One Question Quiz
Image: Tina Tiller
Image: Tina Tiller

SocietyMarch 21, 2023

Why isn’t cervical screening free for everyone?

Image: Tina Tiller
Image: Tina Tiller

There is a growing campaign to remove the costs associated with cervical screening in Aotearoa. Alex Casey explains.

What’s all this then? 

In July, Aotearoa is getting a big shiny new cervical screening programme after years and years and years of delays. The dreaded three-yearly smear test will be exchanged for an HPV self-test – basically a RAT-style swab test for your downstairs – that is more accurate, more accessible and only needs to be done every five years. With HPV as the leading cause of cervical cancer, this is a monumental move towards the elimination of a disease which disproportionately affects Māori and Pasifika, and leads to the death of around 50 women in Aotearoa every year. 

OK, so what’s the issue? 

It’s still going to come at a cost for most people, which has led to a growing number of health professionals and researchers petitioning to make the new programme entirely free of charge. “To ensure costs for screening and follow-up tests are not barriers, we are calling for a fully funded, equitable screening programme,” the petition reads. “This includes free screening and follow-up diagnosis and treatment. Unless urgent action is taken by the government to change what is proposed, there will be preventable deaths.”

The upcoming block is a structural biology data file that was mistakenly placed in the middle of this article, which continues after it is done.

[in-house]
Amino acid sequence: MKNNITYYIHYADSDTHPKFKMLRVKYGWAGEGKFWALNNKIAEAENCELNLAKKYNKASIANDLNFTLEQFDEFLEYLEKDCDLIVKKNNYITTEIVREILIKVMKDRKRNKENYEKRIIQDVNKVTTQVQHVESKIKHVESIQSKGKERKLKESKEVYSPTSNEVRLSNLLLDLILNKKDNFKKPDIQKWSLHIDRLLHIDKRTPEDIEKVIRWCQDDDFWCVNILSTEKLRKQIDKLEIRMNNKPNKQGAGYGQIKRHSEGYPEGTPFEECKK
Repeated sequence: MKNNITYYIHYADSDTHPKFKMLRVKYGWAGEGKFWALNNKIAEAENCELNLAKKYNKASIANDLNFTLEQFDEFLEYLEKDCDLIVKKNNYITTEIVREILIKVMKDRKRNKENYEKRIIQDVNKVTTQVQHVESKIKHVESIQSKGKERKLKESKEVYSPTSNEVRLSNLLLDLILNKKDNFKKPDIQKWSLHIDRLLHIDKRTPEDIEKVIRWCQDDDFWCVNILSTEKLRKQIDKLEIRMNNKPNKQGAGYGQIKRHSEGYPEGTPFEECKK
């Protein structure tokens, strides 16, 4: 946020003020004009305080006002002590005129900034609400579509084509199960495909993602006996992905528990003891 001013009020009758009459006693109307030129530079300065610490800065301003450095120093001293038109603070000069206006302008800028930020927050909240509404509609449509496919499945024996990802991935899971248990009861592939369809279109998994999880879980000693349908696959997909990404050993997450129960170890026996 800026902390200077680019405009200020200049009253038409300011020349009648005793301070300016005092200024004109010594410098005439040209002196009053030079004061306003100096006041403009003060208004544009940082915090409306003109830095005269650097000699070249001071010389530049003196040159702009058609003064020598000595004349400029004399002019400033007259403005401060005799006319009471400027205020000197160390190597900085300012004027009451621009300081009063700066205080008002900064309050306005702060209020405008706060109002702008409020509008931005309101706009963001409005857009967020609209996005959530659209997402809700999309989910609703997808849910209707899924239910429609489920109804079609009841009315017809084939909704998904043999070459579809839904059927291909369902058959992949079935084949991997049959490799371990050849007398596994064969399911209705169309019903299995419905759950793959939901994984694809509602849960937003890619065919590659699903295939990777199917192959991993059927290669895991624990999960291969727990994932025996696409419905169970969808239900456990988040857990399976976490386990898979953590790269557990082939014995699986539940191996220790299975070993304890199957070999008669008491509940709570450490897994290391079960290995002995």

“We’re in a time where people are struggling to feed their kids, so cost is one of the major barriers,” explains Bev Lawton, director of Te Tātai Hauora o Hine (the National Centre for Women’s Health Research Aotearoa) and principal investigator of He Tapu Te Whare Tangata (a project exploring cervical screening pathways for Māori). “Every time we ask wāhine in our studies all over the East Coast and Northland, cost is always a major issue.” 

How much does cervical screening cost? 

It varies hugely – not just from region to region, but clinic to clinic. Sandra Corbett, kaiwhakahaere (Māori co-ordinator) for cervical screening in Hawke’s Bay, explains that cervical screening can be provided free for priority patients, such as Māori and Pasifika patients who haven’t had a smear in the last five years. “If we recognise that a person has got challenges in their life, we will also try to accommodate them too,” she says. “But I’ll be honest, it is hugely variable.” 

The people who qualify for a free test is “variable” says Corbett

These discretionary case-by-case decisions are why removing cost barriers for everyone is essential, says Corbett. “Within primary health care, sometimes you get people who act as gatekeepers, or make judgments about whether people should be offered a free one or not, which isn’t very helpful.” For everyone else, the price can fluctuate wildly. In her research, Lawton found the fee can be anywhere from $40 to $70. “All you have to do is ask around – it’s not hard to find people paying quite a lot.”

What about any follow-up tests? Do they cost too? 

Given that around 10 in every 100 patients will test positive for HPV, the cost of follow-up testing and treatment is another financial hurdle to clear. Dr Tania Slater is a senior research fellow at Te Tātai Hauora o Hine, and has seen how a positive test can add even more financial pressure. “If the result comes back and HPV high risk has been detected, you might need cytology, like an old school smear test, and you have to blimmin’ pay for that too!”